Research Reports are technical reports written for researchers but accessible to design professionals and builders. These reports typically provide an in-depth study of a particular topic or describe the results of a research project. They are often peer reviewed and also provide support for advice given in our Building Science Digests.

Building America Reports are technical reports funded by the U.S. Department of Energy (DOE) Building America research program.

Designs That Work are residential Case Studies and House Plans developed by BSC to be appropriate for residential construction in specific climate zones. Case Studies provide a summary of results for homes built in partnership with BSC’s Building America team. The case study typically includes enclosure and mechanical details, testing performed, builder profile, and unique project highlights. House Plans are fully integrated construction drawing sets that include floor plans, framing plans and wall framing elevations, exterior elevations, building and wall sections, and mechanical and electrical plans.

Enclosures That Work are Building Profiles and High R-Value Assemblies developed by BSC to be appropriate for residential construction in specific climate zones. Building Profiles are residential building cross sections that include enclosure and mechanical design recommendations. Most profiles also include field expertise notes, material compatibility analysis, and climate challenges. High R-Value Assemblies are summaries of the results of BSC's ongoing High R-Value Enclosure research — a study that BSC has undertaken for the U.S. Department of Energy (DOE) Building America research program to identify and evaluate residential assemblies that cost-effectively provide 50 percent improvement in thermal resistance.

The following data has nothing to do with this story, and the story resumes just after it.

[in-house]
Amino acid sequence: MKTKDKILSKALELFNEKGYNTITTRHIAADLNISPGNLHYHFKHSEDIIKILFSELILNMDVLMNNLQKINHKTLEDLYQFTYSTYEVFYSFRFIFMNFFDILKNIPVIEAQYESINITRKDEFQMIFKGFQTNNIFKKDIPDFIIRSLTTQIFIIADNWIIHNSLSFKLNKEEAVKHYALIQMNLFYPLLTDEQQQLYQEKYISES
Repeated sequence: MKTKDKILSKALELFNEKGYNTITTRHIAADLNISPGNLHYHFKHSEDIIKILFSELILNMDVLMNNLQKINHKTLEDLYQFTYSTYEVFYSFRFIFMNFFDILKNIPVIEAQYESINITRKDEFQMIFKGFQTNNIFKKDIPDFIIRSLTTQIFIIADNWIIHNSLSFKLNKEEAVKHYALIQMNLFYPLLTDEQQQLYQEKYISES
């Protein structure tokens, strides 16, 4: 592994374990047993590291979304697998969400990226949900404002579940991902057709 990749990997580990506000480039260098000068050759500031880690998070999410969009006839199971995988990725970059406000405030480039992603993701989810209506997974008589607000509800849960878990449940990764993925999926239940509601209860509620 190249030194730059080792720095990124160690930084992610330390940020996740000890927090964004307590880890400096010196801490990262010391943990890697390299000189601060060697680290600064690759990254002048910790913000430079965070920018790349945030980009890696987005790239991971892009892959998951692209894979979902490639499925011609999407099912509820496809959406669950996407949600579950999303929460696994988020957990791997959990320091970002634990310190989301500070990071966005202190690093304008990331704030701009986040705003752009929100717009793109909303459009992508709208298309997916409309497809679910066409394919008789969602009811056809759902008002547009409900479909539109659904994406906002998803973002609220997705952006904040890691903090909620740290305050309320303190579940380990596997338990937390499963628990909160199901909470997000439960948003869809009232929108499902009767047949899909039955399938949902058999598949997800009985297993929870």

Guides and Manuals are "how-to" documents, giving advice and instructions on specific building techniques and methods. Longer guides and manuals include background information to help facilitate a strong understanding of the building science behind the hands-on advice. This section also contains two quick, easy-to-read series. The IRC FAQ series answers common questions about the building science approach to specific building tasks (for example, insulating a basement). The READ THIS: Before... series offers guidelines and recommendations for everyday situations such as moving into a new home or deciding to renovate.

Information Sheets are short, descriptive overviews of basic building science topics and are useful both as an introduction to building science and as a handy reference that can be easily printed for use in the field, in a design meeting, or at the building permit counter. Through illustrations, photographs, and straightforward explanations, each Information Sheet covers the essential aspects of a single topic. Common, avoidable mistakes are also examined in the What's Wrong with this Project? and What's Wrong with this Practice? mini-series.

Information Sheets
Basements are part of a home, within the building boundary—despite repeated attempts over the years to disconnect them from the living space. Because of this, basements should be designed and...
Information Sheets
Polyisocyanurate insulation is a common commercial and residential roof and wall insulation. It has one of the highest R-values per inch of thickness among common insulations.However, labeled R-...
Very ColdCold
Information Sheets
Cavity insulation combined with insulating sheathings are common in residential wall construction. Cavity insulations can be categorized as rolled batt; blown-in or loose-fill (fibrous insulation—...
Information Sheets